Author Topic: Low-cost mutual funds in France?  (Read 7080 times)

elysianfields

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Low-cost mutual funds in France?
« on: April 14, 2015, 03:09:48 AM »
Hello Mustachians,

I recently visited my mother-in-law, who retired in the South of France (we all should have it so tough, I know!) who was complaining that her savings were only earning 2.5%.  I know that one should count one's blessings in this low interest rate environment.

Nevertheless, I suggested she look into low-cost index funds and did some research myself.  Vanguard has options for French residents (my MIL is also a French citizen), but the minimum investment in most is very high (many starting at 100,000 €!).  Blackrock and many others have high front loads (5%) and ongoing expenses (1-2%).  Europeans tend to invest through life insurance policies, which are also high-cost; furthermore, my MIL has no need for one.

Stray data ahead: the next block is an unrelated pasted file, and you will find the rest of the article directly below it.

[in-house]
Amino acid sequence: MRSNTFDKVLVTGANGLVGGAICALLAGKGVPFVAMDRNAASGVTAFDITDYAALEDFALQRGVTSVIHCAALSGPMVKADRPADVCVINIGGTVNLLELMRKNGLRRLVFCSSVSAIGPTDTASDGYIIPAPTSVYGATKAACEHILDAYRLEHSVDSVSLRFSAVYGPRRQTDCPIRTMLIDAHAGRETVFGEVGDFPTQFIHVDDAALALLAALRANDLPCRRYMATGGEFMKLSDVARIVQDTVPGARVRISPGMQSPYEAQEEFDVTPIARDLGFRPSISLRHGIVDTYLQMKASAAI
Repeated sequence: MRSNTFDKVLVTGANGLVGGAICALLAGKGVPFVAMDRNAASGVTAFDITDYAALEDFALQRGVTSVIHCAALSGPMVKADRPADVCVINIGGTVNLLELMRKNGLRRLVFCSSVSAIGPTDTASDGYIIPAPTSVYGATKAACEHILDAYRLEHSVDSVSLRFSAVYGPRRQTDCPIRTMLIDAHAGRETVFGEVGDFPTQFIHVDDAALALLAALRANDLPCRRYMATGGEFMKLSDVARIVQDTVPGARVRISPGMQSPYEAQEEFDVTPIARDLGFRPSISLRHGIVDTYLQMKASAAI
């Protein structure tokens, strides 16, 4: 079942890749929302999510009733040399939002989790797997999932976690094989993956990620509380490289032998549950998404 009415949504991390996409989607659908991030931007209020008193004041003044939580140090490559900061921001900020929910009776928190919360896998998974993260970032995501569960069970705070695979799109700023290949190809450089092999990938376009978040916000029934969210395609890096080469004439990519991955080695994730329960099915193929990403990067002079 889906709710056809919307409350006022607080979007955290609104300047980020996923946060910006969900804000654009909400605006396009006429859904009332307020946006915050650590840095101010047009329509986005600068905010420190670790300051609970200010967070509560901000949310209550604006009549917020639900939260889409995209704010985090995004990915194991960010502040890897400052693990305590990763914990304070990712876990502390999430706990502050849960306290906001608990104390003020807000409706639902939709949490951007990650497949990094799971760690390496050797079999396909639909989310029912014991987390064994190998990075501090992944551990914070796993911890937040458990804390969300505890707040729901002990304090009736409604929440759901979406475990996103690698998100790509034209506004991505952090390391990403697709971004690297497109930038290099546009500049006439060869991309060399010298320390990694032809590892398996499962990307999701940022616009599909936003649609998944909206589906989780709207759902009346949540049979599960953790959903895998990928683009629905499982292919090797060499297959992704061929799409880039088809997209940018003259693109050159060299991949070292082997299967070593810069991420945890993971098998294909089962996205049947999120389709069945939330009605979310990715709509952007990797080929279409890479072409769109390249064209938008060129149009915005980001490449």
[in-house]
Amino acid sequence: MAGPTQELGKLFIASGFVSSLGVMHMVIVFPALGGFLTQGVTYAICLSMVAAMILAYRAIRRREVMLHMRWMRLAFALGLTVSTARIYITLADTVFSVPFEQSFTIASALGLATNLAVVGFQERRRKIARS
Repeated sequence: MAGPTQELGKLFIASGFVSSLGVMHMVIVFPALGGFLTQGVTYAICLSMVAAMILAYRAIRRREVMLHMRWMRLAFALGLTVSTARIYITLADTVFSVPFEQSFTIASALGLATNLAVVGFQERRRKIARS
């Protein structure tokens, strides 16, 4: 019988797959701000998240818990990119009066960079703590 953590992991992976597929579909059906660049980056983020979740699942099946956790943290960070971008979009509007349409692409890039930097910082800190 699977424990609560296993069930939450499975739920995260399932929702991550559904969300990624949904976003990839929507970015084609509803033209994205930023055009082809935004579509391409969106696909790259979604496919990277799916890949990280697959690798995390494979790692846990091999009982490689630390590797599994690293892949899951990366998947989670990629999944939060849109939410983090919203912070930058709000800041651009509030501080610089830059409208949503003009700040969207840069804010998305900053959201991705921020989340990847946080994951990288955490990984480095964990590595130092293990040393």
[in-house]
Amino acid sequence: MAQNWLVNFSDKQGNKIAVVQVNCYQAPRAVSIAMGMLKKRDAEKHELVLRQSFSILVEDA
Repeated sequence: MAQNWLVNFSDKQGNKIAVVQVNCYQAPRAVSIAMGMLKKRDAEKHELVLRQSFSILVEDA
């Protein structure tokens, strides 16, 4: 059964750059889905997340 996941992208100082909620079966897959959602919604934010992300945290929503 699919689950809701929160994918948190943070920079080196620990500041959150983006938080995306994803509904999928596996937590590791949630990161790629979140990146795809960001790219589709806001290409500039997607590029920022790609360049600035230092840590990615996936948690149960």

Does anyone know of any good low-cost index funds available to French citizens?

Thanks in advance.

DrMinimal

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Re: Low-cost mutual funds in France?
« Reply #1 on: October 21, 2015, 04:26:29 PM »
Also interested.

WerKater

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Re: Low-cost mutual funds in France?
« Reply #2 on: October 22, 2015, 03:30:30 AM »
I can't comment on France, specifically, but for Germany this website gives a pretty good overview over index funds (note that, as far as I know, almost all index funds in europe are ETFs)